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Lucinda Childs’s DANCE

You know that trick with the waterfall—the one where instead of watching the whole foaming collapse, you fix on a single crest as it arises, flies, and crashes? Quickly, the set-up of Dance: Lucinda Childs’s repetitive, patterning steps set against Philip Glass’s mesmeric music, with Sol LeWitt’s film of a 1979 performance cast in Herculean […]

You know that trick with the waterfall—the one where instead of watching the whole foaming collapse, you fix on a single crest as it arises, flies, and crashes?

Quickly, the set-up of Dance: Lucinda Childs’s repetitive, patterning steps set against Philip Glass’s mesmeric music, with Sol LeWitt’s film of a 1979 performance cast in Herculean scale and a variety of angles on a scrim at the front of the stage. What it all amounts to is a radical distortion in what you see, particularly if you sit, as I did, right down front. If you attempt to follow either a live or a filmed dancer, narrative-style, you’ll run into problems: bright others flick across your vision while your original dances rapidly out the wings. You can’t pull back and watch the whole because part of it is two-dimensional and part three-dimensional; more than most dances, Dance explores its four-dimensional space in a way which makes such global viewing impossible.

What’s left, then? The eye alighting, choosing; a line collides with a line; dance is a movement, not necessarily by or attaching to anyone; I want to be in that space where everything happens; epic, glacial, avalanche, ghost, lightning, flank rising shimmering in deep sea, partial eclipse, total, solar, glancing; no one sees what I see.

Antonioni: the temps mort trick: leave the camera running after the actors think the scene is over, so they can fall apart a bit; leave the camera running on the door that closed, so it can settle into closure.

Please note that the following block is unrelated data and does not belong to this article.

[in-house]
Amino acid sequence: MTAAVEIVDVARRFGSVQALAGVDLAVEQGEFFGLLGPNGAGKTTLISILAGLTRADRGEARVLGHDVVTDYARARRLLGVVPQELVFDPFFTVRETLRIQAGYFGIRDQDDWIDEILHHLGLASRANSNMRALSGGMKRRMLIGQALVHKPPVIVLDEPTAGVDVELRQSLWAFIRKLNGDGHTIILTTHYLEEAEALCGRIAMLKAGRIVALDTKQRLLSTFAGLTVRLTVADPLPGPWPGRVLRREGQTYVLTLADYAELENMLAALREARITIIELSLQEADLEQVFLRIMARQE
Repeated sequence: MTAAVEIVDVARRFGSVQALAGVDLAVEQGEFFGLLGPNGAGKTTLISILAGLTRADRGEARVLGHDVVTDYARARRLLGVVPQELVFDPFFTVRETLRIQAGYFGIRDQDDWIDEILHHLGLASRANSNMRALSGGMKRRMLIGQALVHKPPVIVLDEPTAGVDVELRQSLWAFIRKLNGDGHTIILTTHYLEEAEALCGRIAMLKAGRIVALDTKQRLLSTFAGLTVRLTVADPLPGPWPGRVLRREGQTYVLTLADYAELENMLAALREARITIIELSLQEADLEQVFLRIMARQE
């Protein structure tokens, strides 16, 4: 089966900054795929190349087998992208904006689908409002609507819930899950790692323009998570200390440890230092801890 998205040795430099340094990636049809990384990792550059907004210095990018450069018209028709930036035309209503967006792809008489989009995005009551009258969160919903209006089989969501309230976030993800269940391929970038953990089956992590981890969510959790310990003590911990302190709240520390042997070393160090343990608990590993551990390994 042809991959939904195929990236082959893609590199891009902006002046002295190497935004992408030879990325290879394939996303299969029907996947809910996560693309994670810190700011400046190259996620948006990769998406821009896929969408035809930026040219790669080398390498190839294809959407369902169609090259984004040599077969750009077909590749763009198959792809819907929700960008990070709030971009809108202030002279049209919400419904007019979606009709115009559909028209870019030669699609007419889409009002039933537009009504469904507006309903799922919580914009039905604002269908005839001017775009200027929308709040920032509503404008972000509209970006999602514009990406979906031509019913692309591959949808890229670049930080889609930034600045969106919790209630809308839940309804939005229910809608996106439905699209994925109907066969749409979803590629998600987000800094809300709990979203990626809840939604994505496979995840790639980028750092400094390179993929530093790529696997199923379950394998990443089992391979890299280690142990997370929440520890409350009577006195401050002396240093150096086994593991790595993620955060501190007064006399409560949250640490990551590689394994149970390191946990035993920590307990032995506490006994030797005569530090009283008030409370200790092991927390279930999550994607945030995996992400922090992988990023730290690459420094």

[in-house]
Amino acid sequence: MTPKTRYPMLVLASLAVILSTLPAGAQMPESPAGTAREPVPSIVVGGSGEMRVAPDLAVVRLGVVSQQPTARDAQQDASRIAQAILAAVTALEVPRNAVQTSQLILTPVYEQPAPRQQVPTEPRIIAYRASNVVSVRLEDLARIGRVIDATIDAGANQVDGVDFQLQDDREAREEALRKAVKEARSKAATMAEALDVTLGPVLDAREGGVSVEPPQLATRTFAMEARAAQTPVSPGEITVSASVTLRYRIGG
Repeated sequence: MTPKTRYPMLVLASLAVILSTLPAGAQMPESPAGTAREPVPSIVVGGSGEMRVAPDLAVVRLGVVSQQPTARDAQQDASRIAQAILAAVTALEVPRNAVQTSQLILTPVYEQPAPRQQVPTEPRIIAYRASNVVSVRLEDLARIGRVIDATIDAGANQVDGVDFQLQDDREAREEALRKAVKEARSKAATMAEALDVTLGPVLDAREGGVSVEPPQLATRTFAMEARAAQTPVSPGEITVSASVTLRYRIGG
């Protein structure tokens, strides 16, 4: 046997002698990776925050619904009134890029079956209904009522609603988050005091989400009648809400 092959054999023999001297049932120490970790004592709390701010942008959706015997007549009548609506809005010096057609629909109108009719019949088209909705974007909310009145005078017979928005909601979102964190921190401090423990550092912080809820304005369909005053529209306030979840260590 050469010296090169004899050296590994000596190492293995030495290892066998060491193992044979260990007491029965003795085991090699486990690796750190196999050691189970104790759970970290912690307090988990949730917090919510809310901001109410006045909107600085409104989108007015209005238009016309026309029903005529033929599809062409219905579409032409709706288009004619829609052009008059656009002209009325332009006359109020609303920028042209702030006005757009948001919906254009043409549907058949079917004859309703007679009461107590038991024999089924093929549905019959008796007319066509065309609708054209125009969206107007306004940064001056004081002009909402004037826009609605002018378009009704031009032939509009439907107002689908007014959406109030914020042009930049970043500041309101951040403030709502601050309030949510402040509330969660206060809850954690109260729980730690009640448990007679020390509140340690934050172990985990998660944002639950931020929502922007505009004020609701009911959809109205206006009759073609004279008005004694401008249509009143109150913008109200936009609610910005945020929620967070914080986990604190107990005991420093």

Watch the space someone has just left and you’ll see it gradually fade and flatten. Or reverse: watch a space and wait for it to brighten with life.

I’ve never seen a dance like this.

Sidebar: one of the strange discoveries of late is how close modern dance (to simplify the labels; in terms of what “modernism” generally means—emphasis on the thing itself—this is modern and not postmodern dance) is to ballet. In its original performances it must have been farther off. In fact, here, with the 1979 video projected, we can see this is true. But classic modern companies (and pick-up companies for classic modern pieces), no doubt spurred by today’s dizzying technique, have increasingly opted for ballet-trained marvels who never saw the step they couldn’t do—or undo; what sets these dancers apart from their fellows who stayed in ballet, what makes them “modern”, is their ability to strip flourish, romance, foolishness of all types from their dancing. The arms of the originals flap a bit; hardly anyone here flaps. Childs’s replacement in her solo, Caitlin Scranton, turns as smoothly as a dowel; her giant geometry fills the stage. For pure execution you probably couldn’t beat her. Childs doesn’t. But her performance is so different. She may wear a mask of defiant beauty, but she also wears sneakers and hoop earrings. She flails; she wills. Scranton skips as severely as a Greek column could. I don’t fault her, though; I fault this larger emphasis on platonic perfection and superhuman purity—and more than that, the sense one gets of the classic work being not so much danced as reenacted.
My favorite dancer was a white-blonde imp who smiled in every step: delight moving. It was all alive to her, and she made it alive to me.

To the extent that my thought sinks in technique, though, my imagination flags. Keep moving, keep seeking new ways to look; refuse to look like the person you were an hour ago. Find a novel horizon—make deliberate fragments of the dance, each as precious as a bit of antique statuary—watch the way a kitten would, avidly.
Watch the curve of a back as it moves about the stage, a lit parenthesis in the dark, flexible bow arching and rebounding.
To say nothing of the absolute symmetries that flare up—

After, a friend and I agreed we were happy to have been there. We expect people to expend energy on their children, their jobs, homes, themselves; but when someone pours energy into a nothing like the blank of a theater until that “point that has been fed over years becomes a little bit alive” (Anne Carson), that is a beautiful gift. Nothing can repay that—except an answering enlivening of the void.

Watch the space where nothing is; something is there.

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